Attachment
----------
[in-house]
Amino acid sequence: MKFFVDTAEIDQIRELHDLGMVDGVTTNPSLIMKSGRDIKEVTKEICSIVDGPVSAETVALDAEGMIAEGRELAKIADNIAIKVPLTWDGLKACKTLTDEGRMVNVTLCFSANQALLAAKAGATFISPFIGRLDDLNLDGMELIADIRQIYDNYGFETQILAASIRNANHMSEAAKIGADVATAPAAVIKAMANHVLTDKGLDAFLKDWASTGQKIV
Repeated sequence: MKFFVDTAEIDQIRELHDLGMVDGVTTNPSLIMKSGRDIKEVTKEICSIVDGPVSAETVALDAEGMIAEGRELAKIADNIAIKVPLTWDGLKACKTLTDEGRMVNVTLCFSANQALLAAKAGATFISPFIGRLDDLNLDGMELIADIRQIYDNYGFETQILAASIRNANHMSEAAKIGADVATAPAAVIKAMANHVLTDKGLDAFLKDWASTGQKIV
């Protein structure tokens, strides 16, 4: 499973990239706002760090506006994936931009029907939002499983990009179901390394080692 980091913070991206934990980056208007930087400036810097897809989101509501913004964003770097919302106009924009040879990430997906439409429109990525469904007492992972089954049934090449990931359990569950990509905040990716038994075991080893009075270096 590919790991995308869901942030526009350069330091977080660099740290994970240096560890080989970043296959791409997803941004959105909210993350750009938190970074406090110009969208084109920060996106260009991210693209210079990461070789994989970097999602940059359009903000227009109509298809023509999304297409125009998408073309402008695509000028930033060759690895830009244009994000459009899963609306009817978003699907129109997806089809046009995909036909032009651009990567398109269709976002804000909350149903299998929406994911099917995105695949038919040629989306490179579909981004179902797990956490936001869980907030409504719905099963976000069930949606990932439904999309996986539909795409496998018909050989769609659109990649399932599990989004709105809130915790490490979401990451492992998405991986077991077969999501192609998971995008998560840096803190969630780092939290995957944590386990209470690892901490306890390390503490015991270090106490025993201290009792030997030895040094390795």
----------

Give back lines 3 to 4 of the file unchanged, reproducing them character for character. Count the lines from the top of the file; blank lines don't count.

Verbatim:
Repeated sequence: MKFFVDTAEIDQIRELHDLGMVDGVTTNPSLIMKSGRDIKEVTKEICSIVDGPVSAETVALDAEGMIAEGRELAKIADNIAIKVPLTWDGLKACKTLTDEGRMVNVTLCFSANQALLAAKAGATFISPFIGRLDDLNLDGMELIADIRQIYDNYGFETQILAASIRNANHMSEAAKIGADVATAPAAVIKAMANHVLTDKGLDAFLKDWASTGQKIV
């Protein structure tokens, strides 16, 4: 499973990239706002760090506006994936931009029907939002499983990009179901390394080692 980091913070991206934990980056208007930087400036810097897809989101509501913004964003770097919302106009924009040879990430997906439409429109990525469904007492992972089954049934090449990931359990569950990509905040990716038994075991080893009075270096 590919790991995308869901942030526009350069330091977080660099740290994970240096560890080989970043296959791409997803941004959105909210993350750009938190970074406090110009969208084109920060996106260009991210693209210079990461070789994989970097999602940059359009903000227009109509298809023509999304297409125009998408073309402008695509000028930033060759690895830009244009994000459009899963609306009817978003699907129109997806089809046009995909036909032009651009990567398109269709976002804000909350149903299998929406994911099917995105695949038919040629989306490179579909981004179902797990956490936001869980907030409504719905099963976000069930949606990932439904999309996986539909795409496998018909050989769609659109990649399932599990989004709105809130915790490490979401990451492992998405991986077991077969999501192609998971995008998560840096803190969630780092939290995957944590386990209470690892901490306890390390503490015991270090106490025993201290009792030997030895040094390795």